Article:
We have some really clear pathways that we drew out for ourselves: beauty (advanced graphics, solid visual design), usability (simple as possible, but no simpler), environmental awareness (think: Solid), desktop search and semantics and other advanced functionality. These are not things a project achieves over night or even over the course of one year. They are a journey, one that is so enjoyable to take that it's just fine that we keep extending the end points for ourselves no matter how far we get. We need to make sure we are still on those paths, and maybe even come up with some new ones if we've discovered that, having come this far, we have some missing tools in our toolbox.
That won't happen if we stare exclusively at our feet, however.
Akademy 2009 is the perfect opportunity to lift our heads up and look into the near distance. We don't need to look out as far as we did from the perch of KDE 3.3 into what would become KDE 4.0, but we need to look beyond the impending release of 4.3 as well.
- How far along the various paths we set out for ourselves are we? This is the question where we pat ourselves on the back for what we've accomplished thus far and then use that energy to draw big red lines around the bits yet missing.
- Where do we need to put more resources and focus? (Personally, I'd put Nepomuk up as a good, though certainly not only, candidate)
- What goals do I have for my project in the next year?
- Let me hear your goals for your project in the year...
- What is the role of $PROJECT in the larger context of KDE? Who uses it, relies on it, contributes to the bits underneath it?
- Now that we've arrived at this point, what new audaciousness should we add to the mix? (Personally, I'd add "innovative netbook experience", "social desktop" and "support the new financial applications module to become the best in breed set of F/OSS apps in that category" as three of them)
I sent around an email to a number of projects in the KDE universe asking a series of questions for a "KDE 2009 Introspective". I had planned on releasing the results of that within the next week or two. Instead, it seems that a keynote at Akademy 2009 might (it hasn't been confirmed yet, so I might be jumping the gun a bit here ;) be given about it. In which case, I'll extend the findings, do some follow up rounds, harass the projects who haven't responded and try to hit up even more projects than I did in my first round of pestering .. er .. emailing.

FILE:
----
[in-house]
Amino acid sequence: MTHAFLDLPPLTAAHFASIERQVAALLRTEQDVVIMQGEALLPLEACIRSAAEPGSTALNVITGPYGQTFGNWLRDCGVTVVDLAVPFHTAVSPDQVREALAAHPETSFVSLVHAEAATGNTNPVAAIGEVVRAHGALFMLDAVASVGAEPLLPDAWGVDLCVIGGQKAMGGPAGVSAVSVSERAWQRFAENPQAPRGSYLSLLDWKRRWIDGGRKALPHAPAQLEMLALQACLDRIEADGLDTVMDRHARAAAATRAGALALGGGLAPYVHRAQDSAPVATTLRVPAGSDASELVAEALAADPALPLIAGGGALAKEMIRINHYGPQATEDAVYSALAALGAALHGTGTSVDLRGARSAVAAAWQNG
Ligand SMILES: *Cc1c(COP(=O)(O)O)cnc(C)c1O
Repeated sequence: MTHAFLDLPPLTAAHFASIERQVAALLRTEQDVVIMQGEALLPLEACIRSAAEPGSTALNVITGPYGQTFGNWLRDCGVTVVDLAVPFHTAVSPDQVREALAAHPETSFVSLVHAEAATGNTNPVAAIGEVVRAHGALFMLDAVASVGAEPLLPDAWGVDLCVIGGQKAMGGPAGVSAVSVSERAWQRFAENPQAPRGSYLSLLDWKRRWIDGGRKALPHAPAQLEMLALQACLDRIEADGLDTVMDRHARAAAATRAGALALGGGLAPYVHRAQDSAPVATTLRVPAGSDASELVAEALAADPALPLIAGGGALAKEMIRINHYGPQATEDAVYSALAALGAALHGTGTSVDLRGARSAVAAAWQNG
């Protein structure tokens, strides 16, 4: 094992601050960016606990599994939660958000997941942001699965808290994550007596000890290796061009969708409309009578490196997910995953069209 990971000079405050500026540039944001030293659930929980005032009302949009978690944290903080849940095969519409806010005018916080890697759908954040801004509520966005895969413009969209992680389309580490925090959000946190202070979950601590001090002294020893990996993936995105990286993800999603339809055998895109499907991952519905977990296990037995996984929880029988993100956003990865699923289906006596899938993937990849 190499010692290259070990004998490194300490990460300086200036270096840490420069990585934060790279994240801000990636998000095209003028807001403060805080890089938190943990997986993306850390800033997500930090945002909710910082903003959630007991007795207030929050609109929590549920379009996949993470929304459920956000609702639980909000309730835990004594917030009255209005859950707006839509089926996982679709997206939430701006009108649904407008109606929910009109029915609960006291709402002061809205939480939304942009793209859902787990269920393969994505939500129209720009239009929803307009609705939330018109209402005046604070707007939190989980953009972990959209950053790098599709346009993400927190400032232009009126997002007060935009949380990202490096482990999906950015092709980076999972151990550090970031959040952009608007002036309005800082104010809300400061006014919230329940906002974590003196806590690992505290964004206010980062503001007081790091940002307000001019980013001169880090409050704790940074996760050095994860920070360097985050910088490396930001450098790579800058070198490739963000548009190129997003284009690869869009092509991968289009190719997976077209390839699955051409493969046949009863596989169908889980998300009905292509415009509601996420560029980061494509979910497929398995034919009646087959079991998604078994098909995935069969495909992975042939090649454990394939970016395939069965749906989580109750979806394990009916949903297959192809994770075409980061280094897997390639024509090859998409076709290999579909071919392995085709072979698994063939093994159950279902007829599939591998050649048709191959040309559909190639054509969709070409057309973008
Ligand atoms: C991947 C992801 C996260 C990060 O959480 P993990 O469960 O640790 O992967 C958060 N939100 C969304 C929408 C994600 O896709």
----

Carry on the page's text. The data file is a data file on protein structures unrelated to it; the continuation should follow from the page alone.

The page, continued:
(On a side note, even if it is approved, I won't be delivering this presentation since, for personal life reasons, I won't be at this Akademy. It tears me up inside that I will be missing Akademy this year, the first one I won't have been at, but it's the Right Thing(tm) to do right now in the bigger picture. You can put money on it that I'll be at Akademy in 2010 though. :)
My hope is that everyone who comes together for Akademy 2009 helps craft in a collaborative fashion this heads-up snapshot that we can use together to lay down another year or three of KDE awesomeness. My hope is that we take the time to identify topics which people can then hold sessions on to form consensus based directions that we then execute in the next year.
As someone who will be waiting for the results on the outside, I hope that those who are there can exit with a clear and focused message of "what we saw, what we decided, where we're going".
To accomplish that, Akademy 2009 needs you to be there. Your attendance will be an opportunity to not only hang out with one of the coolest bunch of people going in software today but to also help draft the exciting future of our project by examining where we were, where we are and where we want to be. World domination awaits.
Here is the registration page, you know what to do. :)